(And don’t even ask me the rules for how Democrats in these local party meetings gained eligibility to vote. Instructions from IKEA make more sense.)

Again, these meetings and subsequent endorsements are notable because of the brave new world of party primaries, ushered in by 2010’s Proposition 14 top-two system. It’s a world unsettled, too, by new district maps that have left more open seats than at any time in recent history.

As such, a number of Democratic candidates are scrambling for an advantage. And the gold standard is thought (by many) to be the official “Democratic Party candidate” come June.

The CDP endorsement is particularly important to Butler, who has little name recognition in AD50, having moved from the South Bay to avoid running against Tea Party candidates in her home district.

Theoretically at least, the delegates voting in these caucuses are supposed to be from the home district of the candidate they’re voting to endorse. And actually, the delegates themselves are. However, the politicians who “own” these delegates don’t have to be.

Only about a third of CDP delegates are elected by popular vote. The other two-thirds are appointed by politicians or elected by Central Committees. And in contested races like the one for the 50th Assembly District, delegates can be traded amongst politicians like playing cards.

That’s exactly what happened yesterday in the AD50 pre-endorsement caucus.

Of the 64 votes Butler received, 5 of those came from delegates she herself appointed. Forty-two delegates were assigned by Assembly Speaker John Perez, who pulled them from assembly members in districts as far away as San Francisco and Riverside.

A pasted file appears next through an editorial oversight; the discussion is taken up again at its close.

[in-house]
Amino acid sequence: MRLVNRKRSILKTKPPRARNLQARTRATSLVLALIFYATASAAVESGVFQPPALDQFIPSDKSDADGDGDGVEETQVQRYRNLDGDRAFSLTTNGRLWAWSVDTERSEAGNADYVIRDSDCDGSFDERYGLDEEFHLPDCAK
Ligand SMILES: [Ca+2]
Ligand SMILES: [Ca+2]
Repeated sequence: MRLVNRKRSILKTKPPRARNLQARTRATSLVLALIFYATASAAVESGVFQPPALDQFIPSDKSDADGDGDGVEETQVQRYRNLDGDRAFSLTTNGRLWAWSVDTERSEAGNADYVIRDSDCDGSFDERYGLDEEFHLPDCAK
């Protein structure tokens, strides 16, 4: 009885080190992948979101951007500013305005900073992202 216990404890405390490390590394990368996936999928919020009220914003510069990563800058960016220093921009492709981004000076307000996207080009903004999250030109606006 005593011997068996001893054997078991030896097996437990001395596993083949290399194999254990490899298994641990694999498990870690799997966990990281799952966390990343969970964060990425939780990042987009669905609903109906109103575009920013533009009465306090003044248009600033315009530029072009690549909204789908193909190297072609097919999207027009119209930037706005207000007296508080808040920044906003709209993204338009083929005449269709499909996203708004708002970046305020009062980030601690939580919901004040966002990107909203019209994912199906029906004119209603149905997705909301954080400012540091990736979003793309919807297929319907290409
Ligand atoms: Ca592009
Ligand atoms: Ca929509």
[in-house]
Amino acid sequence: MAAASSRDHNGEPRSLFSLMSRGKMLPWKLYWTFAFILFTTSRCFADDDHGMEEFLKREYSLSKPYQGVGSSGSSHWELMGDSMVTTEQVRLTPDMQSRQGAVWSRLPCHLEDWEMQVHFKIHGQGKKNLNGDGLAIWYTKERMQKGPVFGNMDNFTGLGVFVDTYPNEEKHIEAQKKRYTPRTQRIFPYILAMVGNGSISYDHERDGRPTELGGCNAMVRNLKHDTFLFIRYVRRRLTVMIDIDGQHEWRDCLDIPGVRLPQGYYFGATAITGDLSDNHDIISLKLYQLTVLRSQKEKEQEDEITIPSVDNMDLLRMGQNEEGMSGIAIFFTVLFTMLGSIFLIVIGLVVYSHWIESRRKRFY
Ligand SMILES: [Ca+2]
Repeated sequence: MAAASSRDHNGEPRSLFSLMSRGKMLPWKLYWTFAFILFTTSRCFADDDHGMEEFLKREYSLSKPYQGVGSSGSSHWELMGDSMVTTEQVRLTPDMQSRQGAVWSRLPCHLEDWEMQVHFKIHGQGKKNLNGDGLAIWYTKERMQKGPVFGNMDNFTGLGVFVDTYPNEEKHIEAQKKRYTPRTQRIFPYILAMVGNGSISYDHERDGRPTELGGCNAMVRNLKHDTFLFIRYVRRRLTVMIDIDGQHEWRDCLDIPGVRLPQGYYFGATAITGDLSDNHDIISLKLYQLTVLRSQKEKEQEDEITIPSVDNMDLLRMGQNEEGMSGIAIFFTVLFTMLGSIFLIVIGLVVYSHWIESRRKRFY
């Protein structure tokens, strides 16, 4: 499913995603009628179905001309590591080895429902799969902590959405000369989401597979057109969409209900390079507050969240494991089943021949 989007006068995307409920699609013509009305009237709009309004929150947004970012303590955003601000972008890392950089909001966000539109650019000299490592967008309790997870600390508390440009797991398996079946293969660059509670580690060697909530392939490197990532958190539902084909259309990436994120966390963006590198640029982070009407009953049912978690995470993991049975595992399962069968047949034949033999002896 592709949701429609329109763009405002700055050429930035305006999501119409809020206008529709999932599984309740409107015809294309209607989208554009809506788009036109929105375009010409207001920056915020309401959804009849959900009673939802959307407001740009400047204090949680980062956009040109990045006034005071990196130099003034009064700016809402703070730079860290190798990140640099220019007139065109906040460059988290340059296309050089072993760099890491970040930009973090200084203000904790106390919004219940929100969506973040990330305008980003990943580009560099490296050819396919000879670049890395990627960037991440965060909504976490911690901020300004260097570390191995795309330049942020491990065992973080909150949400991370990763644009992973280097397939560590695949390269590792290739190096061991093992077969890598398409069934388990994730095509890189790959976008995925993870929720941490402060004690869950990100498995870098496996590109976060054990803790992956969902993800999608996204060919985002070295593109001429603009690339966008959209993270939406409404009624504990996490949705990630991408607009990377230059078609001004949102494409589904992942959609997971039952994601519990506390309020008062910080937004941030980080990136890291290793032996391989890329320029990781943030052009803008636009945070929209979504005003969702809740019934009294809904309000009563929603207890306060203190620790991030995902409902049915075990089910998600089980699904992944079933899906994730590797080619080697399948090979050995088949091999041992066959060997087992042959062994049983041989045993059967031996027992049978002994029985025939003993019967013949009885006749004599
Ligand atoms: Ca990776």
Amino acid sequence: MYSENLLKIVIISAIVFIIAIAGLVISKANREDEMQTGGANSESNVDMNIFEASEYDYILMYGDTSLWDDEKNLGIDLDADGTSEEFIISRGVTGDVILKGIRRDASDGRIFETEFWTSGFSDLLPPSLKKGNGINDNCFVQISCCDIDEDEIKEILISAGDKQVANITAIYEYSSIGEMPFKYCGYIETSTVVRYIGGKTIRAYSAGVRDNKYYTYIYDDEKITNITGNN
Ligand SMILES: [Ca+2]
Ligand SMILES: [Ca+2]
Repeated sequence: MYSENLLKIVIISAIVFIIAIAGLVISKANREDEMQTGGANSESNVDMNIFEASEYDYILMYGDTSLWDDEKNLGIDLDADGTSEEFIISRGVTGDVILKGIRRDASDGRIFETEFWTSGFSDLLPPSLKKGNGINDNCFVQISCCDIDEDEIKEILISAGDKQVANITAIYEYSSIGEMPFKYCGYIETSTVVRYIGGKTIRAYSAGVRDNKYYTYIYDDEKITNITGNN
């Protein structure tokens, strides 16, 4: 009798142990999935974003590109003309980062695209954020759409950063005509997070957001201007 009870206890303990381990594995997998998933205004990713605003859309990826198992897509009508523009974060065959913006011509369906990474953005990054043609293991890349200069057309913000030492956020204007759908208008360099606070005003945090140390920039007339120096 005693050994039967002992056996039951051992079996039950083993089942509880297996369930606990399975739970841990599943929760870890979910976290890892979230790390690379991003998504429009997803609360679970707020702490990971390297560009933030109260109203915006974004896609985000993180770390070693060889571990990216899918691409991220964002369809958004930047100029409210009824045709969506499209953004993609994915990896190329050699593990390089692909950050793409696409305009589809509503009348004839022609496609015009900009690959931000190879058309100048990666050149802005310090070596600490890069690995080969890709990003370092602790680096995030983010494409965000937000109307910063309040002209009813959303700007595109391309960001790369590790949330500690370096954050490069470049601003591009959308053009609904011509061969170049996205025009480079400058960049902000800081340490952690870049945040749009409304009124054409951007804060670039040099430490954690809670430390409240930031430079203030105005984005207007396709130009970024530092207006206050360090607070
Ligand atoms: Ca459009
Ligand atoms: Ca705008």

Torie Osborn, on the other hand, not being an elected official, could not assign herself delegates. The numerous Democratic club endorsements she secured weren’t particularly helpful either, since party rules severely limited the number of delegates they’re allotted. Some endorsing clubs weren’t eligible to send delegates at all.

Dorothy Reik, President of the Progressive Democrats of the Santa Monica Mountains – one of the clubs endorsing Osborn – attended the pre-endorsement caucus.

“John Heaner, the chair of the 13th District who was running the meeting, tried to claim that other electeds had a stong interest in our district and had sent the delegates on their own.” said Reik,”That is ridiculous. Those delegates were not even in the room for the most part. What should have been an example of local democracy in action turned into a farce.”

Butler failed to get the 70% needed for unanimous consent at the CDP convention, so she’ll have to wait until February for another endorsement vote at the convention to seal the deal. It’s entirely possible grassroots activists won’t let this go without a fight, and could organize to block Butler’s endorsement.

But such moves are rare, success rarer still. The grassroots are woefully underrepresented at the State Convention, the delegation an almost perfect microcosm of Sacramento itself – insular, inclined to protect the status quo and resistant to overcoming institutional inertia.

But in the age of “occupy”, grassroots activists seem less willing than ever to put up with the status quo. As one young Osborn supporter put it, “Folks in Sacramento should take note that AD50 supports Torie Osborn without a doubt,and will fight to make her voice heard”

Fasten your seat belts, kids, this could be a bumpy ride.